Contribution: F.P. designed research, performed research, analyzed data, and drafted the manuscript; M.A.V. designed research, performed research, and analyzed data; D.B. performed research; A.N. and C.D.S. developed statistical models and analyzed gene expression data; D.M. managed mouse colonies; A.S. provided vital reagents and analyzed data; and L.N. and M.D.P. conceived and coordinated research, analyzed data, and wrote the paper.

Conflict-of-interest disclosure: The authors declare no competing financial interests.

Correspondence: Luigi Naldini, Angiogenesis and Tumor Targeting Research Unit, San Raffaele Institute, Olgettina, 58, 20132 Milan, Italy; e-mail: naldini.luigi{at}; or Michele De Palma, Angiogenesis and Tumor Targeting Research Unit, San Raffaele Institute, Olgettina, 58, 20132 Milan, Italy; e-mail: depalma.michele{at}


The authors thank Roberta Mazzieri, Chiara Porta, and Silvia Nucera for help with some experiments; Alessio Palini for cell sorting; Elisa Allievi (CFCM facility, San Raffaele) for mouse transgenesis; Maurilio Ponzoni (Department of Pathology, San Raffaele) for morphologic analysis of cytospins; Sergij Goerdt (Mannheim, Germany) for providing the anti–stabilin-1 antibody; Elisabetta Dejana (FIRC Institute of Molecular Oncology, Milan, Italy); Claire Lewis (University of Sheffield, United Kingdom) for helpful discussions; and Luca Libelli for excellent secretarial assistance.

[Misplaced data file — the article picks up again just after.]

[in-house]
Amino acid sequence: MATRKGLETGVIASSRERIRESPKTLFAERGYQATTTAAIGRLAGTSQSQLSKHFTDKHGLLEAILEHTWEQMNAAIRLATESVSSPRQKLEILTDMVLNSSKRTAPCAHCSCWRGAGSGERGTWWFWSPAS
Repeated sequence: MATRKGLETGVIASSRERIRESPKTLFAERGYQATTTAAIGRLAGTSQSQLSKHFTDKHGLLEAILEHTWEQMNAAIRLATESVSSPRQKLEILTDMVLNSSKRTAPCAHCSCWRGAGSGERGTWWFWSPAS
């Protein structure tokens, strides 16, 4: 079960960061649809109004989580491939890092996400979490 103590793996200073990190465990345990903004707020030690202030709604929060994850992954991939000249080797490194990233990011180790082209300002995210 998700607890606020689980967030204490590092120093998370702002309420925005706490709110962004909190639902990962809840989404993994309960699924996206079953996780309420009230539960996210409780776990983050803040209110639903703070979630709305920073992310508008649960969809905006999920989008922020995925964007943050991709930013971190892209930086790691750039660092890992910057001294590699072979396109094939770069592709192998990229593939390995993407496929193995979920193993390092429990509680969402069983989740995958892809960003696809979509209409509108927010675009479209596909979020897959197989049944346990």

This work was supported by the Associazione Italiana per la Ricerca sul Cancro, European Union (Tumor-Host Genomics), and the Italian Ministry of Health (Challenge in Oncology) (L.N.).


  • *F.P. and M.A.V. contributed equally to this study.

  • †L.N. and M.D.P. share senior authorship.

  • An Inside Blood analysis of this article appears at the front of this issue.

  • The online version of this article contains a data supplement.

  • The publication costs of this article were defrayed in part by page charge payment. Therefore, and solely to indicate this fact, this article is hereby marked “advertisement” in accordance with 18 USC section 1734.

  • Submitted January 21, 2009.
  • Accepted April 9, 2009.